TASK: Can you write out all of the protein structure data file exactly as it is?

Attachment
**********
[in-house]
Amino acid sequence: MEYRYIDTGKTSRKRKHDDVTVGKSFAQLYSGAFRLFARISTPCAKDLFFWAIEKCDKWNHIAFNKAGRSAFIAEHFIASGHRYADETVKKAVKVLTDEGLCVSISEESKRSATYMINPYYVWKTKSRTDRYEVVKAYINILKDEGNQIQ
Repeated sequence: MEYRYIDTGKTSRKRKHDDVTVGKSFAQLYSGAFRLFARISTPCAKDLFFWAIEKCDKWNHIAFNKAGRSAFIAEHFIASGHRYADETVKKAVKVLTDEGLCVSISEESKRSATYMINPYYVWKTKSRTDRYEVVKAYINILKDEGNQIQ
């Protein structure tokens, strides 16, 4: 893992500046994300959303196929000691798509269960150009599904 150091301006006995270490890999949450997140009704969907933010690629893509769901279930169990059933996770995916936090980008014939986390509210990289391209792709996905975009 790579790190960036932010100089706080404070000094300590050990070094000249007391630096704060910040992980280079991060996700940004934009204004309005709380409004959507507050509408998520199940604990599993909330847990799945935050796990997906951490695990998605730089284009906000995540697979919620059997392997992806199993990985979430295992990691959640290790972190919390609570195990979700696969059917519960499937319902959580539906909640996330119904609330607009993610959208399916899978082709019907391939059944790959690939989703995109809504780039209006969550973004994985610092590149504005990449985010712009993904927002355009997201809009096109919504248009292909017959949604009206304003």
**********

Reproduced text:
[in-house]
Amino acid sequence: MEYRYIDTGKTSRKRKHDDVTVGKSFAQLYSGAFRLFARISTPCAKDLFFWAIEKCDKWNHIAFNKAGRSAFIAEHFIASGHRYADETVKKAVKVLTDEGLCVSISEESKRSATYMINPYYVWKTKSRTDRYEVVKAYINILKDEGNQIQ
Repeated sequence: MEYRYIDTGKTSRKRKHDDVTVGKSFAQLYSGAFRLFARISTPCAKDLFFWAIEKCDKWNHIAFNKAGRSAFIAEHFIASGHRYADETVKKAVKVLTDEGLCVSISEESKRSATYMINPYYVWKTKSRTDRYEVVKAYINILKDEGNQIQ
């Protein structure tokens, strides 16, 4: 893992500046994300959303196929000691798509269960150009599904 150091301006006995270490890999949450997140009704969907933010690629893509769901279930169990059933996770995916936090980008014939986390509210990289391209792709996905975009 790579790190960036932010100089706080404070000094300590050990070094000249007391630096704060910040992980280079991060996700940004934009204004309005709380409004959507507050509408998520199940604990599993909330847990799945935050796990997906951490695990998605730089284009906000995540697979919620059997392997992806199993990985979430295992990691959640290790972190919390609570195990979700696969059917519960499937319902959580539906909640996330119904609330607009993610959208399916899978082709019907391939059944790959690939989703995109809504780039209006969550973004994985610092590149504005990449985010712009993904927002355009997201809009096109919504248009292909017959949604009206304003």